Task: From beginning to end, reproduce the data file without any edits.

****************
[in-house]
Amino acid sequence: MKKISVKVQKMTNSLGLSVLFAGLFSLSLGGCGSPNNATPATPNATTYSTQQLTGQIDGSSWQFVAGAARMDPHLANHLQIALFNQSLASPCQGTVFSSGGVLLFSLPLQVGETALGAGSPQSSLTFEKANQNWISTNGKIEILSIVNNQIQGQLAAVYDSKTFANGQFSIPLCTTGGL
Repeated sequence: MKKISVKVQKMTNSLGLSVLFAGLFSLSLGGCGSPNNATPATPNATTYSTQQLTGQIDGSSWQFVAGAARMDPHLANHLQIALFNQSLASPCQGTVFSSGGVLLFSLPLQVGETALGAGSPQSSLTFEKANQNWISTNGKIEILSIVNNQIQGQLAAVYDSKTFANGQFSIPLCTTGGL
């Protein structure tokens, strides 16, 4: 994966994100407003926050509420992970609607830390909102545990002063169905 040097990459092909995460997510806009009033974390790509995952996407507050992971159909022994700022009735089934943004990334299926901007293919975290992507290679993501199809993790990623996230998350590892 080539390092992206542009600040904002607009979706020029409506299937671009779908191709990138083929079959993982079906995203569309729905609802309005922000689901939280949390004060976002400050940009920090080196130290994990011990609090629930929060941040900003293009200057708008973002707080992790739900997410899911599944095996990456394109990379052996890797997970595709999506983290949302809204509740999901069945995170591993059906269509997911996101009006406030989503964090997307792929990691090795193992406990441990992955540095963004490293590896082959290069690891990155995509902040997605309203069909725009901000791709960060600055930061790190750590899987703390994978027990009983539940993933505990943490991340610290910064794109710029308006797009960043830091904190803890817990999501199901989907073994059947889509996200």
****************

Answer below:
[in-house]
Amino acid sequence: MKKISVKVQKMTNSLGLSVLFAGLFSLSLGGCGSPNNATPATPNATTYSTQQLTGQIDGSSWQFVAGAARMDPHLANHLQIALFNQSLASPCQGTVFSSGGVLLFSLPLQVGETALGAGSPQSSLTFEKANQNWISTNGKIEILSIVNNQIQGQLAAVYDSKTFANGQFSIPLCTTGGL
Repeated sequence: MKKISVKVQKMTNSLGLSVLFAGLFSLSLGGCGSPNNATPATPNATTYSTQQLTGQIDGSSWQFVAGAARMDPHLANHLQIALFNQSLASPCQGTVFSSGGVLLFSLPLQVGETALGAGSPQSSLTFEKANQNWISTNGKIEILSIVNNQIQGQLAAVYDSKTFANGQFSIPLCTTGGL
């Protein structure tokens, strides 16, 4: 994966994100407003926050509420992970609607830390909102545990002063169905 040097990459092909995460997510806009009033974390790509995952996407507050992971159909022994700022009735089934943004990334299926901007293919975290992507290679993501199809993790990623996230998350590892 080539390092992206542009600040904002607009979706020029409506299937671009779908191709990138083929079959993982079906995203569309729905609802309005922000689901939280949390004060976002400050940009920090080196130290994990011990609090629930929060941040900003293009200057708008973002707080992790739900997410899911599944095996990456394109990379052996890797997970595709999506983290949302809204509740999901069945995170591993059906269509997911996101009006406030989503964090997307792929990691090795193992406990441990992955540095963004490293590896082959290069690891990155995509902040997605309203069909725009901000791709960060600055930061790190750590899987703390994978027990009983539940993933505990943490991340610290910064794109710029308006797009960043830091904190803890817990999501199901989907073994059947889509996200």